Using Wearable Technology to Increase Daily Activity: A Weight and Wellness Program Initiative
Purpose: To assess study participants behavioral responses and perception of effectiveness of an activity tracking device to increase physical activity. Obesity is an endemic health issue in the U.S. and continues to gain concern for increasing morbidity and mortality rates. Benefits of physical activity are firmly established across healthcare disciplines to combat and prevent obesity, yet sedentary behaviors continue to be on the rise. The use of wearable technology, that provides real-time feedback of activity, has been identified as a promising tool for increasing physical activity.
Methods: Analysis of a subset of questions from a larger survey was used to evaluate wearable device attitudes and behavior changes over time. Convenience sample (n=10), ages >18, required enrollment in a clinic-based weight and wellness program (WWP) to participate. The survey questions assessed effectiveness of wearable device on a 0-10 motivation scale to increase physical activity and a self- assessment of behavioral changes at specific intervals over a 6-month period. Descriptive statistics and non-parametric, two-tailed tests will be used to analyze the data. Due to the necessity of detecting minute differences with the small sample size, the significance level will be tested at the p<0.10.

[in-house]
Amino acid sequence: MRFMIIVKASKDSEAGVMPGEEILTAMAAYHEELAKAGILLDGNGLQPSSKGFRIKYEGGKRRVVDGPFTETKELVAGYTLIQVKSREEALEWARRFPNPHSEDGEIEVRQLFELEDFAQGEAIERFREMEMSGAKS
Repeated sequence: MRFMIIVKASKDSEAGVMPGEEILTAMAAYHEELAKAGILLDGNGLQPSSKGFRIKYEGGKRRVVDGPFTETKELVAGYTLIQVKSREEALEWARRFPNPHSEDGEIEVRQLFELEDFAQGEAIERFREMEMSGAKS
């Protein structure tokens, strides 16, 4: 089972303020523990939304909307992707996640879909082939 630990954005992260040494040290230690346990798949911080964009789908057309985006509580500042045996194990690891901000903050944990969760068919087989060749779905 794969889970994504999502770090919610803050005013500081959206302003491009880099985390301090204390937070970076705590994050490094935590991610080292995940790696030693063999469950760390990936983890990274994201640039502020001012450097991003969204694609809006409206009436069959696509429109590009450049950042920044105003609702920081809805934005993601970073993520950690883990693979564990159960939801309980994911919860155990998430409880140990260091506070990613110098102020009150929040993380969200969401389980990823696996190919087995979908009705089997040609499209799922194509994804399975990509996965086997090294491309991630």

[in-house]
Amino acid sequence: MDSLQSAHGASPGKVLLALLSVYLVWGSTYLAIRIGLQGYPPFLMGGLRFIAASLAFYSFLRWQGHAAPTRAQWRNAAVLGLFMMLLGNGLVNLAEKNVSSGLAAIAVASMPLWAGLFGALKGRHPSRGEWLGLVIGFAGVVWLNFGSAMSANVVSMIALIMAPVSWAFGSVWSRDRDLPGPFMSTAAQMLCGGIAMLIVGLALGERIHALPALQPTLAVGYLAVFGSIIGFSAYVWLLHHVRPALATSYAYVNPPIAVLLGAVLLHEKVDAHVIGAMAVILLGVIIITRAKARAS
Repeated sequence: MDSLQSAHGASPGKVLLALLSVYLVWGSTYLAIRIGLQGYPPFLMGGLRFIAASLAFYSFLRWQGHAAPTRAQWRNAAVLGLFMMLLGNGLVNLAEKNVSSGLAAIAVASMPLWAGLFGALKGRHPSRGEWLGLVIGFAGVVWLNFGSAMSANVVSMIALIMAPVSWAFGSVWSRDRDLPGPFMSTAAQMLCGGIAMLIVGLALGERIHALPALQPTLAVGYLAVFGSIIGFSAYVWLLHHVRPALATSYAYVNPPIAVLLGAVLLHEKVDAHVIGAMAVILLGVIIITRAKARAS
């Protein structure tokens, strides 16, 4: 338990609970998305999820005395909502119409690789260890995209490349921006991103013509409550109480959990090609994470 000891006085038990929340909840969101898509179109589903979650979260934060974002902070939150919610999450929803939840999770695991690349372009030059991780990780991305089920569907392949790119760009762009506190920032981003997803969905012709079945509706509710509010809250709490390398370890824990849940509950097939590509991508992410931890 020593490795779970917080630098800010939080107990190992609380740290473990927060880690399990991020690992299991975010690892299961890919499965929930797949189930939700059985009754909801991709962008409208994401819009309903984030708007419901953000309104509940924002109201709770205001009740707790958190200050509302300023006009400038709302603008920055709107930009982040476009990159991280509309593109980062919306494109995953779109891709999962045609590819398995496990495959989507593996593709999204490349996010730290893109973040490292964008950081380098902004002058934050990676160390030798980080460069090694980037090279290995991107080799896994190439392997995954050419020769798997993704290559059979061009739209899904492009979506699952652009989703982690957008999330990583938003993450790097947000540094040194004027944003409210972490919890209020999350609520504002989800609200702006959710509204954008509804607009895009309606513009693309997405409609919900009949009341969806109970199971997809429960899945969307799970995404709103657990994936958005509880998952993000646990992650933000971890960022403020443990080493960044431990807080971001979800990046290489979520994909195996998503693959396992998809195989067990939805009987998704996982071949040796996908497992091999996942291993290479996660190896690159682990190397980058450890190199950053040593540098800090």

Results: Participants >18 years of age, enrolled in a WWP (n=10) included 20% male and 80% female. Although a 12.3% increase in the mean score was found from week-1 to 6-months, the results were not statistically conclusive to the effectiveness of self-motivation to increase activity by participants wearing an activity tracking device; however, results are statistically significant for participants to increase activity with behavior changes based on device dashboard.
Conclusions: It is recommended for primary care providers to encourage the use of an activity tracking wearable device for behavior change to increase activity.